As a  large producer of cotton,  we had the raw materials which the integrated textile mills needed. The textile  industry itself was a $4 billion business directly employing some  500,000 workers with over 500,000 others fully engaged mainly as cotton farmers. It was one of the earliest industries in the country and there seem to be no danger whatsoever to it,  more so,  when cheap labour was available especially in un-unionised companies. Nigeria also has  a bulging population of over 180 million people all of  who wear clothes. In other words, Nigeria was, and is, a huge and ready market for textiles.

Despite these, employment in the textile industry declined from about 500,000 in the 1980s, to about 24,000 in 2008.  Given the fact that in Nigeria, the average worker has a family of four and a spouse, it meant that in this industry alone, 2,856,000 lost their means of livelihood.

The unemployment rate was 4.3 percent in 1970, 6.4 percent a decade later, 13.4 percent in 2016, rising to 16.5 percent in 2017. With  87 million Nigerians living in extreme poverty, we now have the highest number of that category of human beings on the universe.

Incredulously, the Nigerian leadership from  1982 managed to destroy the textile industry, first by failing or refusing to check the smuggling of textiles into the country especially through negbouring Niger, Chad and Benin Republics, and even through our ports! Then it signed on to the World Bank, International Monetary Fund, IMF,  and World Trade Organisation, WTO,  policies and programmes which decreed ‘trade liberalisation’ ‘market forces’ and ‘free Trade’ under which our borders and markets were flung open for the importation, or better still, dumping of  all types of goods including textiles.

The foreign textiles undersold the Nigerian textiles and our warehouses became full of unsold locally manufactured textiles. Our manufacturers could not pay their suppliers and many  cotton farmers were pushed into poverty.    Used clothes especially from Europe  and America, flowed freely into the country. Additionally, our manufacturers including those in the textile industry had serious challenges of power supply as the ‘Giant of Africa’ with a population of over 180 million, supplied   a maximum 4,000 MW at its peak.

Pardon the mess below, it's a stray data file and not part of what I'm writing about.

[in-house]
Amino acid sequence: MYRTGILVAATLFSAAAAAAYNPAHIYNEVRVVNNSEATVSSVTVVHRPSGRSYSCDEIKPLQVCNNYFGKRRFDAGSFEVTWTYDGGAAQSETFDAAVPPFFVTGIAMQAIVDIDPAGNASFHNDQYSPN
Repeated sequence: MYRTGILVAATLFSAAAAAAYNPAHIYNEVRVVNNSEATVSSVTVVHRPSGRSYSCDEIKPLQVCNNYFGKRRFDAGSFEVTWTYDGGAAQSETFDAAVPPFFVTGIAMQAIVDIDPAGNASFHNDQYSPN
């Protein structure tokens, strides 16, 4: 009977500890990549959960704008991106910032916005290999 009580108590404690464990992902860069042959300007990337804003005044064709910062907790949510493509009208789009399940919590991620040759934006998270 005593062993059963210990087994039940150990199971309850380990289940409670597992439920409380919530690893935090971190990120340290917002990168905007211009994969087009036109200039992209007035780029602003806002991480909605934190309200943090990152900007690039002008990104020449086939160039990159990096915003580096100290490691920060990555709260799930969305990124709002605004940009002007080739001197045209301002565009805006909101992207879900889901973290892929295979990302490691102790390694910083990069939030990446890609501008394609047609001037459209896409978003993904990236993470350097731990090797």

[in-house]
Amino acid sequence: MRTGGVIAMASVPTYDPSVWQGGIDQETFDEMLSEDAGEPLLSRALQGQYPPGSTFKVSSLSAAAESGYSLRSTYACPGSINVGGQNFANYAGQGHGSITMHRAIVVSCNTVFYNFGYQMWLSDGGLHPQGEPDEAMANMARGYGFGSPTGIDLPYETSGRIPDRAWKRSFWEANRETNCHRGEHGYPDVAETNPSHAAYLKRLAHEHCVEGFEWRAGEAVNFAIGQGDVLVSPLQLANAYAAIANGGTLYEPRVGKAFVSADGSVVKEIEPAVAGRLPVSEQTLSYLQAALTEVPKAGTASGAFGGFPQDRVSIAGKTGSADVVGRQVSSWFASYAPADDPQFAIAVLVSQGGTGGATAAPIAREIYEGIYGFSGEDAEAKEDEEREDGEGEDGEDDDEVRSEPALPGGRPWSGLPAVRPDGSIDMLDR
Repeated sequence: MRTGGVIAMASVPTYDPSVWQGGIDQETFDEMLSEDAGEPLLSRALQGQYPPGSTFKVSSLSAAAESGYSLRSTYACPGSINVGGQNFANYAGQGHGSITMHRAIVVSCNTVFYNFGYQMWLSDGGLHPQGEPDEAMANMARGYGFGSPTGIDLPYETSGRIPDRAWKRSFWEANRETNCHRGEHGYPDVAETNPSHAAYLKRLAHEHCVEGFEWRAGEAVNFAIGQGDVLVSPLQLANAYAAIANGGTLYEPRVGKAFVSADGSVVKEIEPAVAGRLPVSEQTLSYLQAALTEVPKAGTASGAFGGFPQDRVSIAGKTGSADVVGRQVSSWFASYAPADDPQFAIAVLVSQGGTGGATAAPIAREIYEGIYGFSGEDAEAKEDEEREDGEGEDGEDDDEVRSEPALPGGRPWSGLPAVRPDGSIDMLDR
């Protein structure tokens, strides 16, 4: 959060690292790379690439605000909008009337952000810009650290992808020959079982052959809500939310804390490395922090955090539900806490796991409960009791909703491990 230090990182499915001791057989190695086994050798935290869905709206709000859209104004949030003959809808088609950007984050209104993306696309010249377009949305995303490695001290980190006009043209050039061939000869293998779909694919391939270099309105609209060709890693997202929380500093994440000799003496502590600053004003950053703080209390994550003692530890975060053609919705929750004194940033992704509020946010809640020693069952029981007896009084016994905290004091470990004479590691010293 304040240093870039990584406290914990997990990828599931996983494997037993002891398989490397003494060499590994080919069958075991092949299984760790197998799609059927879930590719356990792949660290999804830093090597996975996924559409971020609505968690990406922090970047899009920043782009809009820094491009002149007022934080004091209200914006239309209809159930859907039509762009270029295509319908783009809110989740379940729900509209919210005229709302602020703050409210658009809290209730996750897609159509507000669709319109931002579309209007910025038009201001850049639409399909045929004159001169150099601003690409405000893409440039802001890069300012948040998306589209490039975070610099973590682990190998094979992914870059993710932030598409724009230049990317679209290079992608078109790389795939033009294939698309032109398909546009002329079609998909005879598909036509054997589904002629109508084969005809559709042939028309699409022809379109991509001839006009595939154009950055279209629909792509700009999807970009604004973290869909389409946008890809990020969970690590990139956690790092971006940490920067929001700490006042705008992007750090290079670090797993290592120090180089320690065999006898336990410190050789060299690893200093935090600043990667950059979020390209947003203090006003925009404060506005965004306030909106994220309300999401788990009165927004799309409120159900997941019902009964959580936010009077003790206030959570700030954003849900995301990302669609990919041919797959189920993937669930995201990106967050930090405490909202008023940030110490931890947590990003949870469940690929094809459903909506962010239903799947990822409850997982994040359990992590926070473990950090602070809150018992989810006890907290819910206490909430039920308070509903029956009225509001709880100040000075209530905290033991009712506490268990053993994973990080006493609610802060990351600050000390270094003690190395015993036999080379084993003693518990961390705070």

To add to our manufacturers’ woes, is a two-digit interest rate regime that had wrecked many of them or made investment loans unattractive.

Some employers in the textile industry like the Europeans producing lace in the country, shutdown  and began exporting their products to Nigeria.

It is true that countries, like humanity, are interdependent. So, no country is an island.  But a country like Nigeria which  exports jobs, conversely, imports poverty.

The de-industrialisation of our country is a crime against the people, and the elite who brought this tragedy on us do not deserve to remain or return to leadership positions in the country. But beyond this, we need to reverse the World bank, IMF and WTO  policies and  put  our country firmly on the path of recovery, growth and ultimately,  development.

We can begin by  demanding and campaigning around  policies like: “Let us eat what we grow, and grow what we eat” and “Let us wear what we produce and produce what we wear”.   We need to adopt the commonsensical  policy of one’s country first before adopting trade liberalisation or free trade agreements. This is more so, for an underdeveloped country like Nigeria.